Frank makes no mention that he talked to any entity that might have given him Planned Parenthood's perspective -- and he writes as if he may not have even reviewed the unedited version of the Center for Medical Progress' video.
Republican candidates convened last night for the first debates of the 2016 campaign. The presidential hopefuls disagreed on all but one topic: the controversy over the recent release of an undercover video with Planned Parenthood.
Well, that was entertaining, wasn't it? We refer, of course, to the grand spectacle of the first Republican presidential debates, held last night on Fox News. Since this is all anyone's talking about in the political world today, we are going to follow suit and devote most of this column to our reactions.
"Big pharma is going to squeal like a stuck pig, but I will wrestle those bloated lobbyists into submission just like I did with the unions," Governor Scott Walker told This Reporter as we toured a factory in Milwaukee that formerly made tractor parts and now uses undocumented Mexican immigrants to manufacture chastity belts.
In the spirit of an informed public debate, I have one question that I would like to have asked tonight, even if does not provoke a meaningful reply.
When will we stop trying to control how and when women can reproduce? It's about time for governments to stop interfering with a woman's right to determine how to manage her most precious gift, the ability to bring new life into the world.
It was hard enough to get the right to vote and own property and make decisions about our own bodies. Now we seriously have to defend the idea that "women's health issues" are important enough to merit 0.0001 percent of the federal budget?
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To the senators from the many states of denial, YOUR health is at stake. Aging senators (their median age is 61) should consider how much their own personal health may depend on fetal tissue and stem cell research. Our understanding of various diseases resulting in dementia, blindness, or other disabilities has expanded in part because of research done on donated fetal tissue.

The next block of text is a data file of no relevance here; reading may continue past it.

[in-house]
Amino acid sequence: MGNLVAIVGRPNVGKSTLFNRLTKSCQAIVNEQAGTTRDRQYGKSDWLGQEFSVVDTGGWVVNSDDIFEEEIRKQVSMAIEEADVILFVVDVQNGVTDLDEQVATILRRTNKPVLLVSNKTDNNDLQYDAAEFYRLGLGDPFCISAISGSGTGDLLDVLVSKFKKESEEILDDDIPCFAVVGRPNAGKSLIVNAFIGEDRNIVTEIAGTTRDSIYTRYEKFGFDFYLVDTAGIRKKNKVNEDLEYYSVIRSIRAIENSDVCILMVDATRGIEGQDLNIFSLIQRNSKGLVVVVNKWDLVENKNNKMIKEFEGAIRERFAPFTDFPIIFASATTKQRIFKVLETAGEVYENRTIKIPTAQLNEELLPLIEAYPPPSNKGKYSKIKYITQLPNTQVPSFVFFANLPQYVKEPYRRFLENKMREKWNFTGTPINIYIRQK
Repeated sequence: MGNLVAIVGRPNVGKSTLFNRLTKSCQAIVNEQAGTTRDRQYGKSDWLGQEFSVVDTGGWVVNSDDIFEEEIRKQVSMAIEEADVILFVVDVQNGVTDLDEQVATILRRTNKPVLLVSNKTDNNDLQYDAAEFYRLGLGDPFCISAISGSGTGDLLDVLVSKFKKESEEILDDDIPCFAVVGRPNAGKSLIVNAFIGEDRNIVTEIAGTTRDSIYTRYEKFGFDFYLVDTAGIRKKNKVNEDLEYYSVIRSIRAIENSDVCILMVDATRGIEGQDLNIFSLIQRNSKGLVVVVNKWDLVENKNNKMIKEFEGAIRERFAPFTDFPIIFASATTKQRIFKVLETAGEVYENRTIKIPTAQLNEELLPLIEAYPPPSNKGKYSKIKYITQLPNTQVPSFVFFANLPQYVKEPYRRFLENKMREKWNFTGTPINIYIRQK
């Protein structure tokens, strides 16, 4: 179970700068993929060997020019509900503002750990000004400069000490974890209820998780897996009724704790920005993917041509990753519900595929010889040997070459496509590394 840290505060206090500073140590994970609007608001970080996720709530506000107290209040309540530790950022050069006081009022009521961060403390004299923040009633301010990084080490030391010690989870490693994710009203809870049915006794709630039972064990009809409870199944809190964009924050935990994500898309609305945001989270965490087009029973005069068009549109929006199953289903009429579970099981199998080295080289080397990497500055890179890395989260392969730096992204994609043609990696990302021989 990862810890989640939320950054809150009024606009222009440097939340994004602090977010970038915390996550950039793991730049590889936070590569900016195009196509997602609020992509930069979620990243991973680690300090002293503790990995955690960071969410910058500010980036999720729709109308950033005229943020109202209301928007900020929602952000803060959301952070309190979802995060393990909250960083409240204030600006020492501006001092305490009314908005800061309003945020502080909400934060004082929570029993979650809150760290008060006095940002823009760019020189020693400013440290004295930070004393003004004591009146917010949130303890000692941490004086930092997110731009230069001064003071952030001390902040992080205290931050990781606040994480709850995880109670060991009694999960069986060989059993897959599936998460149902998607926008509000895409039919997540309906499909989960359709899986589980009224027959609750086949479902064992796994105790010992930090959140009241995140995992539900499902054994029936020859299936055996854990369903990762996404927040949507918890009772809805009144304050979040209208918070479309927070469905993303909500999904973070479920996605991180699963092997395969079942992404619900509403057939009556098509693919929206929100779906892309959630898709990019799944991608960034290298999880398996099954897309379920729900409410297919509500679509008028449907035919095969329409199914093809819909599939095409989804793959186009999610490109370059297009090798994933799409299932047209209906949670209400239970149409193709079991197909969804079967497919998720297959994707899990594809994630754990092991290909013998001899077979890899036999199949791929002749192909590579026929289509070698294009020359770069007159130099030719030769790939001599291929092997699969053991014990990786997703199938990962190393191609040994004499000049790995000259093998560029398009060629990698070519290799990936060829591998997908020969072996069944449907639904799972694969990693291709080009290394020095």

I learned that decisions women make about our reproductive health aren't about death, but about life. Whether we are faced with an unintended pregnancy, or when a wanted pregnancy goes heartbreakingly wrong, we are simply trying to live the life we want for ourselves and our families.
Feeding outrage against the evil, outside world serves a noble purpose in our bounded sets -- if there be lions out there, better to keep our walls high. But, though we get the comfort of feeling righteous, we pay the cost of unease, of perpetually being stirred-up. In a world of outrage, our systems stay in some level of constant high-alert.
As a father of two young girls, who wonder aloud why their nation has never seen fit to entrust the presidency to a women, I recognize the historic important of Clinton's candidacy.
Calling to defund Planned Parenthood is calling to prevent low-income women from getting lifesaving cancer screenings. It's calling to prevent HIV testing, well-woman exams, and other basic medical services. No matter how you cut it, it's an attack on the health and well-being of women.
history and search for a direction to a better future for our country. The choice is clear, and it is ours. We cannot continue down this dead end road to economic ruin.
Make no mistake: a vote against Planned Parenthood is a vote against women's access to basic health care. But apparently some politicians prefer to get in bed with the violent fringe of the anti-abortion movement rather than have the support of women or millennial voters.
I didn't think about it. I never had to think about it, having never carried an unwanted pregnancy. For me, the pro-Life movement was simple, uncomplicated, pretty and sanitized as a small silver ornament.